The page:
The First Rule of Windows Troubleshooting
You’ve seen the problem. The program you use every day, or maybe one you use occasionally, isn’t doing what it should.
Perhaps the program can’t load one of its data files, so it doesn’t actually start. Perhaps it won’t do the task you told it to do – even if it worked yesterday. Perhaps the program crashes when you run it.
There is one often-forgotten cure for Windows.
In today’s world of Windows, fast computers, fast Internet connections using cable modems, DSL modems or even Ethernet connection to the ISP, many of us leave our computers turned on all the time.
We take the prudent and necessary steps of running a two-way firewall (like Sunbelt Personal Firewall), we run an anti-virus program that auto-updates like NOD32, we run an anti-spyware/anti-adware program (like CounterSpy v2), and maybe even run an anti-spam program.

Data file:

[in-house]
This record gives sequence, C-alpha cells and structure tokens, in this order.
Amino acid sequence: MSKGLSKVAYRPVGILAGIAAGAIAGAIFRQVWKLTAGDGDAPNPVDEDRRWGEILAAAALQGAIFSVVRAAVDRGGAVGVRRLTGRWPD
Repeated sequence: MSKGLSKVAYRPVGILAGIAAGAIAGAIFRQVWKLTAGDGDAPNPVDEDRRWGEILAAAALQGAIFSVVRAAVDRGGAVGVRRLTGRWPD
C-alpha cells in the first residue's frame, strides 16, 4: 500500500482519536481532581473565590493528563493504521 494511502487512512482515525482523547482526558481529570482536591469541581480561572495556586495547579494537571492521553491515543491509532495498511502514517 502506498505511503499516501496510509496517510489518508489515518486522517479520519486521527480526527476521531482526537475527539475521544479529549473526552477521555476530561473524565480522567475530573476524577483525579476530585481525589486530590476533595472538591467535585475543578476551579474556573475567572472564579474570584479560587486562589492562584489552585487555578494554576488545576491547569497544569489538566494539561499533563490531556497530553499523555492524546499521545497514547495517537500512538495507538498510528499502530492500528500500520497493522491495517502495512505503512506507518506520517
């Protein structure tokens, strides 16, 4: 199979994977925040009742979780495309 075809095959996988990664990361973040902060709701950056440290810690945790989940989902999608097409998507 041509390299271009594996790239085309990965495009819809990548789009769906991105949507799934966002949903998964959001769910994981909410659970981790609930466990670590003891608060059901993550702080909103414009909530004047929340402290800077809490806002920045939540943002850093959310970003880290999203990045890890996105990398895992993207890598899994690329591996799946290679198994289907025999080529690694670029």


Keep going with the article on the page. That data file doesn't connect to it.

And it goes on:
Want to know what I use and recommend?
See my article My Computer Security Recommendations.
But, we forget to reboot our computers occasionally. We joke about calling technical support at a software company and being told to reboot.
While Windows XP isn’t as bad as its predecessors, it still likes to be rebooted occasionally.
That quick and easy fix should be your first step when trouble-shooting a problem.
If you reboot and the problem goes away, then you know that it was either (a) a Windows problem or (b) a Windows problem. [Proofreaders – Yes, a and b are the same!]
If rebooting doesn’t solve the problem, then you can proceed to try other things. If it does solve the problem — and if the problem recurs — start thinking about the last couple of programs you ran. One of them may be causing the problem with your current program.